Casino Watch Focus has reported on the ongoing tension between the Florida legislature and the Seminole Tribe as they have failed to renegotiate a renewal of the long standing gambling compact. The compact allows the Seminoles to offer table games exclusively at their tribal casinos in exchance for monetary compensation to the state. The deadline for renewal was set for the end of the month and they were unable to reach a deal. As part of the agreement, the Seminole tribe is supposed to stop dealing the table games. The legislature has reached out to find out when they plan to stop. The Orlando Sentinel reports:
A deal authorizing blackjack and other types of card games at casinos such as the Seminole Hard Rock Hotel & Casino in Tampa expires on Friday.
The state’s top gambling regulator wrote a letter to the tribe chairman Monday asking for a meeting where tribal leaders are expected to give state officials a timeline for closing down blackjack tables.
Ken Lawson, the secretary of the Department of Business and Professional Regulation, pointed out that the existing compact requires the tribe to close its blackjack tables within 90 days if legislators do not renew the provision. A proposal to extend the games for one year was considered but did not pass the Florida Legislature.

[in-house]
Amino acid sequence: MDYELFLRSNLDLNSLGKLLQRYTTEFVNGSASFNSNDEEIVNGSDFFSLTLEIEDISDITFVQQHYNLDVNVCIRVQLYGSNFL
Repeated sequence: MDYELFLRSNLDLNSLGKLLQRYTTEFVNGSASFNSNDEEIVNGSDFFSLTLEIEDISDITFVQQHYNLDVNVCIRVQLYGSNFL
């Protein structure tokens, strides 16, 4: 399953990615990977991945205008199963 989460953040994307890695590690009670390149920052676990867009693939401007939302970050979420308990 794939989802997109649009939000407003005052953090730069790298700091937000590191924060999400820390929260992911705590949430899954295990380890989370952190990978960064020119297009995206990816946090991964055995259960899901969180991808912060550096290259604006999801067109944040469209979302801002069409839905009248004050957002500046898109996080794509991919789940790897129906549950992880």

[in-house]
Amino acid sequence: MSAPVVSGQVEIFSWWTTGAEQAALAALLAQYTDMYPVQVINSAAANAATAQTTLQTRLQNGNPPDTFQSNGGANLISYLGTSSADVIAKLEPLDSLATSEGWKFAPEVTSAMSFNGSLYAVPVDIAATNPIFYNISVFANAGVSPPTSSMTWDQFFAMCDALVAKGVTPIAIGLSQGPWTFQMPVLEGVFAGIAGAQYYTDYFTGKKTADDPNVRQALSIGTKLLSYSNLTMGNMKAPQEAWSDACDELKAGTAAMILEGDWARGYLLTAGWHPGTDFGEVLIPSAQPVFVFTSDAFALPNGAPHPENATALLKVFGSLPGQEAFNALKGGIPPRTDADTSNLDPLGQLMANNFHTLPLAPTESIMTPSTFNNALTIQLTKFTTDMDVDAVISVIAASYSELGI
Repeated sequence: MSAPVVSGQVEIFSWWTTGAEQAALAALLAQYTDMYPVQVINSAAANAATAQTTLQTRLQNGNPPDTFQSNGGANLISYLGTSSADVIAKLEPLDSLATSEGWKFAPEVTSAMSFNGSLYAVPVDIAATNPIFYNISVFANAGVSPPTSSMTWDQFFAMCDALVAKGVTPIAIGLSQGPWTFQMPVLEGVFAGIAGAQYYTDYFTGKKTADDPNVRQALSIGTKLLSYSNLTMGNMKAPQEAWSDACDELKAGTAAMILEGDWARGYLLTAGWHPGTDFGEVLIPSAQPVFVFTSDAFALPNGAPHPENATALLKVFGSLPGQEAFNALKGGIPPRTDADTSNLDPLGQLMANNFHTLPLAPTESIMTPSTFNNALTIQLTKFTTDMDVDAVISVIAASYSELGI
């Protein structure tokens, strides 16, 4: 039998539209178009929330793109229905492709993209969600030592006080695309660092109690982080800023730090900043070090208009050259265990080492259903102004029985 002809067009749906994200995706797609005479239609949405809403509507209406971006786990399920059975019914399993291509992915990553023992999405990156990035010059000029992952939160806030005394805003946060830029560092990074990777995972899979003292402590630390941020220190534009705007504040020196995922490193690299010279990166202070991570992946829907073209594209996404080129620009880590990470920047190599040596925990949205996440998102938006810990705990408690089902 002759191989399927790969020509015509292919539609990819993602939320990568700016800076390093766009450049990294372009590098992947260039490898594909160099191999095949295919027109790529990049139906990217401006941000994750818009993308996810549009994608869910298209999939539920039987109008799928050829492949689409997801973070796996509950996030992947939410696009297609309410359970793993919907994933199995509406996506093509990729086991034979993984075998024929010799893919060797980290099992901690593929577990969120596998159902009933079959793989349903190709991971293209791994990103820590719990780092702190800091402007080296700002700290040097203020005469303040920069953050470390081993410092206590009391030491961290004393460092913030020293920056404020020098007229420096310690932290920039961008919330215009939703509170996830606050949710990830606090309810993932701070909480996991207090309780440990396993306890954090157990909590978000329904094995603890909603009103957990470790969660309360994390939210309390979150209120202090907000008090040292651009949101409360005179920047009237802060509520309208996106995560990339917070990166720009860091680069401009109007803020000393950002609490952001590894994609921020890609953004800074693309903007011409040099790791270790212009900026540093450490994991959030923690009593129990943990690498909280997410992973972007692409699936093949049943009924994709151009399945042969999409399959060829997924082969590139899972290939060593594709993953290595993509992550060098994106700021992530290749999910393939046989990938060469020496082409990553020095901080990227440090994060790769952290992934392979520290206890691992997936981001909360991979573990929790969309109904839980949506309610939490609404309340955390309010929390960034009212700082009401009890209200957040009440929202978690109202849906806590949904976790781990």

With no new negotiations moving forward, the deal appears to be heading to court. The Seminole Tribe believes the State violated the compact thereby allowing them to continue to offer table games, albeit not exclusively. The Orlando Sentinel continues:
Last month, Tribal Council Chairman James Billie wrote a letter to state officials asserting the casinos could keep the card games in place beyond the expiration date because Florida regulators violated the gambling agreement by allowing South Florida race tracks to offer electronic versions of card games.
That letter called for state and tribal officials to meet in the next 30 days to try to resolve the dispute. Both sides met in mid-July but no agreement was reached. The next steps are likely a formal mediation session followed then the two sides squaring off in federal court The tribe, however, said it would continue to make payments to the state for the card games as a “gesture of good faith.”
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